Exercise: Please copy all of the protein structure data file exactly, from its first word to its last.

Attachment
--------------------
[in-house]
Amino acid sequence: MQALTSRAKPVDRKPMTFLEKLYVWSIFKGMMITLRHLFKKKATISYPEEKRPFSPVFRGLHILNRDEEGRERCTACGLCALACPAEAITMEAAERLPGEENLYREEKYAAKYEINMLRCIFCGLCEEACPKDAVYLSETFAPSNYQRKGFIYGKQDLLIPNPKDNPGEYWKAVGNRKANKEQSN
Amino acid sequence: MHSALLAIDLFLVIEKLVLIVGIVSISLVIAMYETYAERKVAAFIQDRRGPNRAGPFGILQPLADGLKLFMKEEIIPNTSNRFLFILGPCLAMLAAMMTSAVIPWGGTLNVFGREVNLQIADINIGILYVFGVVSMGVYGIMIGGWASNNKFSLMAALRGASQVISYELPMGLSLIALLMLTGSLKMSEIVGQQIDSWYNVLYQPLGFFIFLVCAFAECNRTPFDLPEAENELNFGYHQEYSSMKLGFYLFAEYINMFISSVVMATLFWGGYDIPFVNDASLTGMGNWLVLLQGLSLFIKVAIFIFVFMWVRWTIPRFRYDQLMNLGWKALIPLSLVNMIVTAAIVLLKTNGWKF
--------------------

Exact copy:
[in-house]
Amino acid sequence: MQALTSRAKPVDRKPMTFLEKLYVWSIFKGMMITLRHLFKKKATISYPEEKRPFSPVFRGLHILNRDEEGRERCTACGLCALACPAEAITMEAAERLPGEENLYREEKYAAKYEINMLRCIFCGLCEEACPKDAVYLSETFAPSNYQRKGFIYGKQDLLIPNPKDNPGEYWKAVGNRKANKEQSN
Amino acid sequence: MHSALLAIDLFLVIEKLVLIVGIVSISLVIAMYETYAERKVAAFIQDRRGPNRAGPFGILQPLADGLKLFMKEEIIPNTSNRFLFILGPCLAMLAAMMTSAVIPWGGTLNVFGREVNLQIADINIGILYVFGVVSMGVYGIMIGGWASNNKFSLMAALRGASQVISYELPMGLSLIALLMLTGSLKMSEIVGQQIDSWYNVLYQPLGFFIFLVCAFAECNRTPFDLPEAENELNFGYHQEYSSMKLGFYLFAEYINMFISSVVMATLFWGGYDIPFVNDASLTGMGNWLVLLQGLSLFIKVAIFIFVFMWVRWTIPRFRYDQLMNLGWKALIPLSLVNMIVTAAIVLLKTNGWKF